[SciPy-User] max likelihood

Skipper Seabold jsseabold@gmail....
Mon Jun 21 17:17:40 CDT 2010

On Mon, Jun 21, 2010 at 5:55 PM, David Goldsmith
<d.l.goldsmith@gmail.com> wrote:
> On Mon, Jun 21, 2010 at 2:43 PM, Skipper Seabold <jsseabold@gmail.com>
> wrote:
>> On Mon, Jun 21, 2010 at 5:34 PM, David Goldsmith
>> <d.l.goldsmith@gmail.com> wrote:
>> > On Mon, Jun 21, 2010 at 2:17 PM, eneide.odissea
>> > <eneide.odissea@gmail.com>
>> > wrote:
>> >>
>> >> Hi All
>> >> I had a look at the scipy.stats documentation and I was not able to
>> >> find a
>> >> function for
>> >> maximum likelihood parameter estimation.
>> >> Do you know whether is available in some other namespace/library of
>> >> scipy?
>> >> I found on the web few libraries ( this one is an
>> >> example http://bmnh.org/~pf/p4.html ) having it,
>> >> but I would prefer to start playing with what scipy already offers by
>> >> default ( if any ).
>> >> Kind Regards
>> >> eo
>> >
>> > scipy.stats.distributions.rv_continuous.fit (I was just working on the
>> > docstring for that; I don't believe my changes have been merged; I
>> > believe
>> > Travis recently updated its code...)
>> >
>> This is for fitting the parameters of a distribution via maximum
>> likelihood given that the DGP is the underlying distribution.  I don't
>> think it is intended for more complicated likelihood functions (where
>> Nelder-Mead might fail).  And in any event it will only find the
>> parameters of the distribution rather than the parameters of some
>> underlying model, if this is what you're after.
>> Skipper
> OK, but just for clarity in my own mind: are you saying that
> rv_continuous.fit is _definitely_ inappropriate/inadequate for OP's needs
> (i.e., am I _completely_ misunderstanding the relationship between the
> function and OP's stated needs), or are you saying that the function _may_
> not be general/robust enough for OP's stated needs?

Well, I guess it depends on exactly what kind of likelihood function
is being optimized.  That's why I asked.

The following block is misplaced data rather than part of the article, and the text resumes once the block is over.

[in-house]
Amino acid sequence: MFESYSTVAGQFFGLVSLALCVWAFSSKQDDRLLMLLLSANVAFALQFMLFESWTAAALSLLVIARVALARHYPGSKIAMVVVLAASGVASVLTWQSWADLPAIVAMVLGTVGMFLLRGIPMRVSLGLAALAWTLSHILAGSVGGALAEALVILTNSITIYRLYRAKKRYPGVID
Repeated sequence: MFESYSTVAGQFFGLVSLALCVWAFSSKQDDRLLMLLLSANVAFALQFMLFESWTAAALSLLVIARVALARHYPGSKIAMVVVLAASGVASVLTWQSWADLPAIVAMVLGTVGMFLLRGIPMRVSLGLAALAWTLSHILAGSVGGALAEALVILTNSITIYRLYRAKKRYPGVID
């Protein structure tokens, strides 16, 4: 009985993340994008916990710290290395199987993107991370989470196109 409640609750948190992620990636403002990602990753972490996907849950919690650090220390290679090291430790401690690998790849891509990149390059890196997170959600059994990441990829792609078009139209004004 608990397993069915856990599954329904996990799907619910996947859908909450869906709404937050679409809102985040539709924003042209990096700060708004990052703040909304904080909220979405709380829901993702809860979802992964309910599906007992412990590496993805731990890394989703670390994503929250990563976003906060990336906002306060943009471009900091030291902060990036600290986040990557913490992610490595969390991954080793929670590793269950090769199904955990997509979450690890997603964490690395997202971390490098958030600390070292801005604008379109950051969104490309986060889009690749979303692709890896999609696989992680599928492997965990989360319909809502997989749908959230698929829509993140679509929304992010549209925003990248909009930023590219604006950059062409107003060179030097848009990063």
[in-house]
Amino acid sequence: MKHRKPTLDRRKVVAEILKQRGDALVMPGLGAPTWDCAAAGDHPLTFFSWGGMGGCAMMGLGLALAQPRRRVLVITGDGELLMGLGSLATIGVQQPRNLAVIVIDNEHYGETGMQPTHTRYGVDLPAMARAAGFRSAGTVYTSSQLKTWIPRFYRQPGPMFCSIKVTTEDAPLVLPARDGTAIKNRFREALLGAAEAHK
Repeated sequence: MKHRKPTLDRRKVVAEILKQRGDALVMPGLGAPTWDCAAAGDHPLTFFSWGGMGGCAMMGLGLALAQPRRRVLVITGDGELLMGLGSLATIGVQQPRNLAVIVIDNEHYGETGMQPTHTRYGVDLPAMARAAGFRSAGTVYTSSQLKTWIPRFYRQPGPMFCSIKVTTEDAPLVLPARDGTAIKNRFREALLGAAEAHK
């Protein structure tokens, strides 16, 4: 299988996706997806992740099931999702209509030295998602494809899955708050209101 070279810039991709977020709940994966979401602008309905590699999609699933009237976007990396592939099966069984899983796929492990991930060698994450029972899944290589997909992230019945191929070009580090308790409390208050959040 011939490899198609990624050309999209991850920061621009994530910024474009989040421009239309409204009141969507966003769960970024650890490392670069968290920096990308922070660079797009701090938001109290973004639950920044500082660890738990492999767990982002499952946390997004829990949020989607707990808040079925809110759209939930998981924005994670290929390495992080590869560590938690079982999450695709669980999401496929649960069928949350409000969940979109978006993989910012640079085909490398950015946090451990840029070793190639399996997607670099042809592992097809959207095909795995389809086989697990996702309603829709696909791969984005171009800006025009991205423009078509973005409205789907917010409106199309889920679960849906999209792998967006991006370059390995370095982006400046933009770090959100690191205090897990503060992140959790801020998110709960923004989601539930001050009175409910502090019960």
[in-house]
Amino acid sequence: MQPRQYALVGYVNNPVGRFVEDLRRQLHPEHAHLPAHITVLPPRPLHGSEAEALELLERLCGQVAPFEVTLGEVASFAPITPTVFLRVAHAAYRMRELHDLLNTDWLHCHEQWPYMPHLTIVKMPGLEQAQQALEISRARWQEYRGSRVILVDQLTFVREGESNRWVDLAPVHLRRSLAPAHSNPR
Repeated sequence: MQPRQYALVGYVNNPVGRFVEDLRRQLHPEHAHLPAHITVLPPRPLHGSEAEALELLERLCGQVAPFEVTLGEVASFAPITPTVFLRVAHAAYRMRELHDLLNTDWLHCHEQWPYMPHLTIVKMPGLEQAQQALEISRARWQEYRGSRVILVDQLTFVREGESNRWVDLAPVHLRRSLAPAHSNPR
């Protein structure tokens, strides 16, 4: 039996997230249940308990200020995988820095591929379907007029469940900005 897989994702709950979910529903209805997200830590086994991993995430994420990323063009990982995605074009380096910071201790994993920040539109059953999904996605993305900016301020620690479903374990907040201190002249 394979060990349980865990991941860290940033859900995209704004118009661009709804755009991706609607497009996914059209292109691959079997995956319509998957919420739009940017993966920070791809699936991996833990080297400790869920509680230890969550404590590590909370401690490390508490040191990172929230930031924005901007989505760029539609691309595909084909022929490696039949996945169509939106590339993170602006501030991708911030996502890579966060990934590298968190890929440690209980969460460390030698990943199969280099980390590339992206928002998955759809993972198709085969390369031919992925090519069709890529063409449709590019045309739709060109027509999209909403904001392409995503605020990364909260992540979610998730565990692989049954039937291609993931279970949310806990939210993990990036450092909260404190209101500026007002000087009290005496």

My experience with stats.distributions is all of about a week, so I
could be wrong. But here it goes... rv_continuous is not intended to
be used on its own but rather as the base class for any distribution.
So if you believe that your data came from say an Gaussian
distribution, then you could use norm.fit(data) (with other options as
needed) to get back estimates of scale and location.  So

In [31]: from scipy.stats import norm

In [32]: import numpy as np

In [33]: x = np.random.normal(loc=0,scale=1,size=1000)

In [34]: norm.fit(x)
Out[34]: (-0.043364692830314848, 1.0205901804210851)

Which is close to our given location and scale.

But if you had in mind some kind of data generating process for your
model based on some other observed data and you were interested in the
marginal effects of changes in the observed data on the outcome, then
it would be cumbersome I think to use the fit in distributions. It may
not be possible.   Also, as mentioned, fit only uses Nelder-Mead
(optimize.fmin with the default parameters, which I've found to be
inadequate for even fairly basic likelihood based models), so it may
not be robust enough.  At the moment, I can't think of a way to fit a
parameterized model as fit is written now.  Come to think of it though
I don't think it would be much work to extend the fit method to work
for something like a linear regression model.


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